Keep Your Garden Thriving All Summer Long

Posted by Jonathan Reed, AcreageLife Editor on Jun 25, 2019 2:14:00 PM
Jonathan Reed, AcreageLife Editor


With the arrival of summer, gardening season is  finally in full swing. Caring for a garden and maximizing your bounty is no easy task, especially when hot weather arrives. You want to keep your garden plants as healthy as possible, despite the heat, bugs, disease, rodents, and other mishaps that may occur. Here are some tips on keeping your garden thriving all summer long. 


Invite Friendly Wildlife

A healthy ecosystem in your garden will help your plants thrive. Certain birds, wasps, and other insects will eat the slugs, grubs, and other pests that frequently cause problems in gardens.

Invite bees and other pollinators by planting oregano around your garden. The lovely flowering perennial FlowerKisser Coral-Pink Sage is a favorite of hummingbirds, as is Arizona Apricot Blanket Flower, which butterflies also enjoy. Pollinators are important to crops like tomatoes, peppers, squash, cucumbers, watermelon, eggplant, and more.


Compost for Better Soil

You can use things you already have at home to help make your soil more robust. Food scraps, coffee grounds, eggshells, and grass trimmings can go straight into the compost pile.


Grow Herbs

Herbs can be highly beneficial additions to your garden. Besides adding fresh flavor to your meals and providing natural medicines, many herbs also repel unwanted insects. Make sure herbs are planted in areas with lots of sun and soil that drains well. Any transplanted herbs should be watered regularly to help them get off to a good start. You can start herbs from seeds if you like, and perennial herbs will last for years.


Related Article: Maximizing Your Rural Landscaping


Double-Duty Repellents

Some plants, such as thyme, basil, and sage, are natural insect repellents. Others, including mint, lavender, and elderberry, may also help keep rodents away.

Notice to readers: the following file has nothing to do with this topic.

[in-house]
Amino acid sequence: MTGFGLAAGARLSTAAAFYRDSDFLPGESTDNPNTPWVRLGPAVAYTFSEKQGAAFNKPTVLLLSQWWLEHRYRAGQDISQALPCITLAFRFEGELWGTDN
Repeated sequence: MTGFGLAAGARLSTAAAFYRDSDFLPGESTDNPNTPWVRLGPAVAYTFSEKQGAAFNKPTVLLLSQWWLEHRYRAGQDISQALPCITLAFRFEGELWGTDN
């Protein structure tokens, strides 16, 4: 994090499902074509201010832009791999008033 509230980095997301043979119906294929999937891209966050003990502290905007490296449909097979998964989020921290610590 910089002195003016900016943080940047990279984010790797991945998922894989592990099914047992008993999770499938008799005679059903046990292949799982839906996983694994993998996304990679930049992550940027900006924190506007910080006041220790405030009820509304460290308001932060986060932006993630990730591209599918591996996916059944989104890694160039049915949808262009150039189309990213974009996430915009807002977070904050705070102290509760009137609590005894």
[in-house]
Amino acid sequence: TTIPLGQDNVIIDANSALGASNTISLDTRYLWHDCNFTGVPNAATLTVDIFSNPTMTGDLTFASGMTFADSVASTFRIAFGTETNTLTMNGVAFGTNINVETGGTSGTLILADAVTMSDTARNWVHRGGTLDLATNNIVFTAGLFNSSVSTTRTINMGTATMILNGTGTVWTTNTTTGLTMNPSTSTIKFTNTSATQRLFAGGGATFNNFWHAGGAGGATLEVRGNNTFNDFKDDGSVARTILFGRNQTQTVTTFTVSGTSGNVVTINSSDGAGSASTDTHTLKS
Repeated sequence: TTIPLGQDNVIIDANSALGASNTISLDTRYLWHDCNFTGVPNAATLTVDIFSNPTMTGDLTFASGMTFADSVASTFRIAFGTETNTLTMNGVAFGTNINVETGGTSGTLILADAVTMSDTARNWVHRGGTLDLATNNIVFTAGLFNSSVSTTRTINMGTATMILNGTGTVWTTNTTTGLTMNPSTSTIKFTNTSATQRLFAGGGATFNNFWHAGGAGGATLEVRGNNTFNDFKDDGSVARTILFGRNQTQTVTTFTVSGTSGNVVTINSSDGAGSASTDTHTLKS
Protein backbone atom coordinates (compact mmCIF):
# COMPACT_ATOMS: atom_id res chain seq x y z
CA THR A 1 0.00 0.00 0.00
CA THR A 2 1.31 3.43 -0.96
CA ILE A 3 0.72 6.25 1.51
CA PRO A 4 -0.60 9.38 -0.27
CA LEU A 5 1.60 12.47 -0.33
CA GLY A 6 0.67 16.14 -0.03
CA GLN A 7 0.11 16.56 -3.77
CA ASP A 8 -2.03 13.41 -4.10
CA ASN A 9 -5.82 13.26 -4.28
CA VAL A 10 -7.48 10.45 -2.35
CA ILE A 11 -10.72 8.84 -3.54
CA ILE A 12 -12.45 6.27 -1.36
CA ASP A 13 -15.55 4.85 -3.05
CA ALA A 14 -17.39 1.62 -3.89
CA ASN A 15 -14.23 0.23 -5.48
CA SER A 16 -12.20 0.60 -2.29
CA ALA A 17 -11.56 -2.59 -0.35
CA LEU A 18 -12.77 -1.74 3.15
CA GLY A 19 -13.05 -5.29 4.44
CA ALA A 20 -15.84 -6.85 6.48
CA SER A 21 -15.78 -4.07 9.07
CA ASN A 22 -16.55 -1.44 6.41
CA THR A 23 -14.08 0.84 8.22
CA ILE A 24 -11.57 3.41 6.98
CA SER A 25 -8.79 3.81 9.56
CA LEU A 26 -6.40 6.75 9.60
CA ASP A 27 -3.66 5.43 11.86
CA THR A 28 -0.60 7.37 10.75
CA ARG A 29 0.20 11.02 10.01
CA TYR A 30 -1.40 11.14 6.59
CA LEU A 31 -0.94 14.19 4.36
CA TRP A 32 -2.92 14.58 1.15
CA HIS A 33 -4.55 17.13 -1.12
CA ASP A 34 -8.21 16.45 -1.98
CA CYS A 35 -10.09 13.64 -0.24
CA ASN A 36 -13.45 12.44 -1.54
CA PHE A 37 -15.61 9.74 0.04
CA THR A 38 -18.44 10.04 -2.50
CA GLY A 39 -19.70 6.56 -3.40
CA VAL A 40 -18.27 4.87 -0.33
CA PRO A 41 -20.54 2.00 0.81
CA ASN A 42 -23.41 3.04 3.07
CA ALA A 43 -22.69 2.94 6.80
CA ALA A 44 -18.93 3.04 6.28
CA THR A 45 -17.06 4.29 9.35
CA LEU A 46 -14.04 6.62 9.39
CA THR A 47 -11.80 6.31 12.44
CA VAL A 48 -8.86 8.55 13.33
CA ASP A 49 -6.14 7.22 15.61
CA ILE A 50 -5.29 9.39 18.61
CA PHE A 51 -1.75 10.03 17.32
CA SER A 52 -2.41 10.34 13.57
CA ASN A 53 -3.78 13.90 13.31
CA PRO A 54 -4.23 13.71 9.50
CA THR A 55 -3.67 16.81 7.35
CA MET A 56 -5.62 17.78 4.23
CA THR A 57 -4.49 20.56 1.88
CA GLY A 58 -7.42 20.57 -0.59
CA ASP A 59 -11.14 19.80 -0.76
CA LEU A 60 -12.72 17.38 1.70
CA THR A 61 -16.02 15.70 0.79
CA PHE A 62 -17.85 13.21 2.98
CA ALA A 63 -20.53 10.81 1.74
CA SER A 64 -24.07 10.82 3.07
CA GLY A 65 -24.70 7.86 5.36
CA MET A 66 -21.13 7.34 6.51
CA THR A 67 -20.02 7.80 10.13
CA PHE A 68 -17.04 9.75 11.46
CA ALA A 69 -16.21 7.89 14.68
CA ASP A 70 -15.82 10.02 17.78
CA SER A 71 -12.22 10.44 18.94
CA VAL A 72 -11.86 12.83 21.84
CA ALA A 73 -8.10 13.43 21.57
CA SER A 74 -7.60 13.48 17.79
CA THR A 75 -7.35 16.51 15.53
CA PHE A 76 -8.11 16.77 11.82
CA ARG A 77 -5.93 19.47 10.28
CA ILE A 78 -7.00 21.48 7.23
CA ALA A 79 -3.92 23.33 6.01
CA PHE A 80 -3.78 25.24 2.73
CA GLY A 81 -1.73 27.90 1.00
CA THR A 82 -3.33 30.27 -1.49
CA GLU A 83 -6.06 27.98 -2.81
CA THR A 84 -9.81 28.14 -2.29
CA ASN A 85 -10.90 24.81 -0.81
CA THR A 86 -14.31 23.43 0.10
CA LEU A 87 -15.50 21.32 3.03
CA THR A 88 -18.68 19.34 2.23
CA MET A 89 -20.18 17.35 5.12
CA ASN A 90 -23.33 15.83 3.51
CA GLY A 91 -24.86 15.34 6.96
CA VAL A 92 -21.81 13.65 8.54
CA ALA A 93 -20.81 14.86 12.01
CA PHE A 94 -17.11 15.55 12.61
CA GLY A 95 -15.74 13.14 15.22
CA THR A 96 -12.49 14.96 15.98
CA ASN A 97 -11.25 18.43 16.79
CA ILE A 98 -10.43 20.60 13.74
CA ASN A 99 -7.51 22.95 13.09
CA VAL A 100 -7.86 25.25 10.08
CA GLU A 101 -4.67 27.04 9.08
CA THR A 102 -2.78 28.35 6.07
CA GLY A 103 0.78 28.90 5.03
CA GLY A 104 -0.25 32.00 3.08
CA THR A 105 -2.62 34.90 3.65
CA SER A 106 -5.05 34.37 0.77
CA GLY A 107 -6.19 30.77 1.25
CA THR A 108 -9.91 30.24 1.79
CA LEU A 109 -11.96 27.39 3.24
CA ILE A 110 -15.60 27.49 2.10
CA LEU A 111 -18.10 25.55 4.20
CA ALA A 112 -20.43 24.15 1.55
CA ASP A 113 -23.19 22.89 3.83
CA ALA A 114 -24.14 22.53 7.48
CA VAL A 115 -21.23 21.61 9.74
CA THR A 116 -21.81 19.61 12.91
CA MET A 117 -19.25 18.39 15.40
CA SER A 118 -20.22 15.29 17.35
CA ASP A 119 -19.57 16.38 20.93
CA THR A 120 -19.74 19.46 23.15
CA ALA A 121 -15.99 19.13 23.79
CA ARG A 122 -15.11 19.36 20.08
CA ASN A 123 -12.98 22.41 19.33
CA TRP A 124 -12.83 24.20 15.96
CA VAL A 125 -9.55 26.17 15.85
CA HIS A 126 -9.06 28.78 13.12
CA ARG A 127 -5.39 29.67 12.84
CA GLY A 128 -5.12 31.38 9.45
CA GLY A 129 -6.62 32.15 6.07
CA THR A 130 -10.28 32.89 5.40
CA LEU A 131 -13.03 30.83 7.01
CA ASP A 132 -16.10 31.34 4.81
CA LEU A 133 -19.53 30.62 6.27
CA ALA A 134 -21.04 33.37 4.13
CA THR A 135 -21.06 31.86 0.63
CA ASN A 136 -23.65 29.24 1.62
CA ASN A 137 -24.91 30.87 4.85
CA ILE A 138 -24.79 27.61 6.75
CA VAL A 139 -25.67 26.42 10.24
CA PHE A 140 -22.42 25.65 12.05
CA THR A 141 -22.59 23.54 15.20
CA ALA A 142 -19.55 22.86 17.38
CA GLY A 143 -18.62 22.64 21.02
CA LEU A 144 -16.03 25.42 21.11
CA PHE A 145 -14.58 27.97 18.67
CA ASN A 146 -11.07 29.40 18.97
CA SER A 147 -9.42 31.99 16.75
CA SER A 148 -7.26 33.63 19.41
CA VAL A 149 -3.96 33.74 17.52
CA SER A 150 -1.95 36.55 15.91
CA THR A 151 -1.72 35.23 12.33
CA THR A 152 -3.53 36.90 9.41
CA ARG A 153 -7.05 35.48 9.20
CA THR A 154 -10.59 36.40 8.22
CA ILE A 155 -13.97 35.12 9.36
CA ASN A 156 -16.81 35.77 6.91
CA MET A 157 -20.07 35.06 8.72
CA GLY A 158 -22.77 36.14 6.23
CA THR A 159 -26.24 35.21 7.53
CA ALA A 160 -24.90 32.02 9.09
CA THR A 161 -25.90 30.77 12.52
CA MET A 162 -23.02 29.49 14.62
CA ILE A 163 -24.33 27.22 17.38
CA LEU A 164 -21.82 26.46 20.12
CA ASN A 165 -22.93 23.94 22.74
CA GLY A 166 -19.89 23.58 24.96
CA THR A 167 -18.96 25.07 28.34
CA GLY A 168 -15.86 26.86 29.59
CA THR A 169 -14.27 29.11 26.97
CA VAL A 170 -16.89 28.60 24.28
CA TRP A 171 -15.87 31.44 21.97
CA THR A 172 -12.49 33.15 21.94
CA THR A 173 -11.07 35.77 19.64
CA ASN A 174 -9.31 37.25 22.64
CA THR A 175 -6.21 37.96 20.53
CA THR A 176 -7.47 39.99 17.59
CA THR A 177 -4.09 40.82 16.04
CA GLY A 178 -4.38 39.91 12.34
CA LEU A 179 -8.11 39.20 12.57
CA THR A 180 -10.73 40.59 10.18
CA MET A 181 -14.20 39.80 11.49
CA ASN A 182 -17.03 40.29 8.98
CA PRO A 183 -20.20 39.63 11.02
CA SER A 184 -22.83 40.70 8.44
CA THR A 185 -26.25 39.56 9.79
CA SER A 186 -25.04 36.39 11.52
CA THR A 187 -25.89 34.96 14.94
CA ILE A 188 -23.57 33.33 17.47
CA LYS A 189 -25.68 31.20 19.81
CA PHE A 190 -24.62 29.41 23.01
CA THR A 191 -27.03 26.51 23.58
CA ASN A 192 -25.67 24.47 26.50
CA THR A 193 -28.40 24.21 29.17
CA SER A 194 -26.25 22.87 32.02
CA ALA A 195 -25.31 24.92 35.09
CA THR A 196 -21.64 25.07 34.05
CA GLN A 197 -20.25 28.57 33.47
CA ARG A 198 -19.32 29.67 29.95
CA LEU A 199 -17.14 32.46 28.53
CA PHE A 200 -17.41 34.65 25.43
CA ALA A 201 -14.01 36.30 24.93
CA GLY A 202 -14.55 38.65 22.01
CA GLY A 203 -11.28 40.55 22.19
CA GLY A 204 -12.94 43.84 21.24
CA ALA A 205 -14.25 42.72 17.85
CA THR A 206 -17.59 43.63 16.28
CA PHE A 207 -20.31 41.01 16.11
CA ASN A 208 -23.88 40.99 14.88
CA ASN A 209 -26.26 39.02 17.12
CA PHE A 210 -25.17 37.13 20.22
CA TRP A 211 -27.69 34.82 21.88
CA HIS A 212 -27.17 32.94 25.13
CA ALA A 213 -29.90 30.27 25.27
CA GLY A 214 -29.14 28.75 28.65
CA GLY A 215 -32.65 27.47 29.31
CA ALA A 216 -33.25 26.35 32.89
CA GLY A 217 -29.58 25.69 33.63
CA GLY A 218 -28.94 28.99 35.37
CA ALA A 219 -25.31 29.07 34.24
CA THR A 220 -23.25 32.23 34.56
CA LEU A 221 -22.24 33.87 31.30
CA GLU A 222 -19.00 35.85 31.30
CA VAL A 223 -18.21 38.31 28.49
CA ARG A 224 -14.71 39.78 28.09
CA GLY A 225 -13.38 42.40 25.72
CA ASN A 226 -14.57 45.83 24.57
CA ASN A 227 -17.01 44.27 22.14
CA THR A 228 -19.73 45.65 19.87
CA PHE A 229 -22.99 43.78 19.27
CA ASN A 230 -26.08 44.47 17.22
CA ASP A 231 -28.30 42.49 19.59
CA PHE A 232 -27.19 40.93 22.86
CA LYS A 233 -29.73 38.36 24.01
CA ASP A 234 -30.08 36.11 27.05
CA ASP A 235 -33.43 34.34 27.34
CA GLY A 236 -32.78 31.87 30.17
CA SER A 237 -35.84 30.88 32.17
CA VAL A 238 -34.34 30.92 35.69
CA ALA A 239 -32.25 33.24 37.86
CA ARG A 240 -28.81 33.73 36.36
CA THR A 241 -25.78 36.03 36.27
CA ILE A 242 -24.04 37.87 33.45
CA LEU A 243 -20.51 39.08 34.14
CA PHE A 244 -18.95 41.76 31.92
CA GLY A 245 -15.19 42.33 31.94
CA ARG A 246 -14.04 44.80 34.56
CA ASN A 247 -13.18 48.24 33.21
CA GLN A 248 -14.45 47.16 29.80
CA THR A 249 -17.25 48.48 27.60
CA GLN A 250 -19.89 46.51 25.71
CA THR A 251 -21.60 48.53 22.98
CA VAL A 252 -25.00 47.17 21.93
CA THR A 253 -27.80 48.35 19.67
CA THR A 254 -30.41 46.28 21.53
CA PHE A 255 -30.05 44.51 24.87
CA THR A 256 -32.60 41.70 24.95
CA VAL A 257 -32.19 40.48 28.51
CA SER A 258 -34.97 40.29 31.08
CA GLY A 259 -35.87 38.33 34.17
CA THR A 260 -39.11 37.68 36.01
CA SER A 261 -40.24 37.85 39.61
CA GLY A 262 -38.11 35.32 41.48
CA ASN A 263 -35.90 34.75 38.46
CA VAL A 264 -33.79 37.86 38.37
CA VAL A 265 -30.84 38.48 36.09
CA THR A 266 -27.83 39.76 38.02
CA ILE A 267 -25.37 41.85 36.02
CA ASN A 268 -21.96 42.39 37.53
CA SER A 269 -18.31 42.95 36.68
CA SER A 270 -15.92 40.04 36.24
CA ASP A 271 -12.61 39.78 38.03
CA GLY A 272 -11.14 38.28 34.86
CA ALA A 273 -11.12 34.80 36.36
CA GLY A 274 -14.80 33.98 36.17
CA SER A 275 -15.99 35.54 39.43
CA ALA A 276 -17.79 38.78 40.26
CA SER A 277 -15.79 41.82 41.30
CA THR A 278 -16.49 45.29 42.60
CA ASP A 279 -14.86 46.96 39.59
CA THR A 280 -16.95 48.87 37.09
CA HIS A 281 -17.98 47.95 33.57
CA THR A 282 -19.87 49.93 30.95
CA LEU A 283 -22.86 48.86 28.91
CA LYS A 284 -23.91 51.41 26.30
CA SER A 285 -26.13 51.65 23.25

Water, Water Everywhere

Your garden responds best to watering during the cooler parts of the day; morning is preferable. Watering in the evening is fine, as long as you provide adequate time for the soil to dry out before sunset, lowering the chance that mildew or other fungi will proliferate. Remember that the water must soak into the ground to be of any help to your plants. If your vegetable garden does not receive rainfall every two to three days, you will want to water your plants.


Prune to Make Plants Last

After greens and herbs go to seed (also known as bolting), they become bitter tasting and die soon after. Bolting can be caused by high temperatures, length of the day, or plant age, but it can be delayed with regular pruning or harvesting. Harvesting sends the plant’s energy toward producing new growth. Vegetables that produce fruits are directed to focus on fruit production when their foliage is pruned. Keeping plants pruned up also helps to deter pests and disease.


Stagger Your Planting

Even pruning won’t delay the inevitable; your plants will eventually die. Some gardeners use a method called staggered planting to keep the garden produce coming. Staggered planting is when replacement crops are planted while your current crop is still producing.


Following these tips can help your plants thrive through the summer and allow you to get more out of your garden. To learn more about gardening and other rural lifestyle topics, subscribe to AcreageLife today. 


Tags: Garden & Landscape


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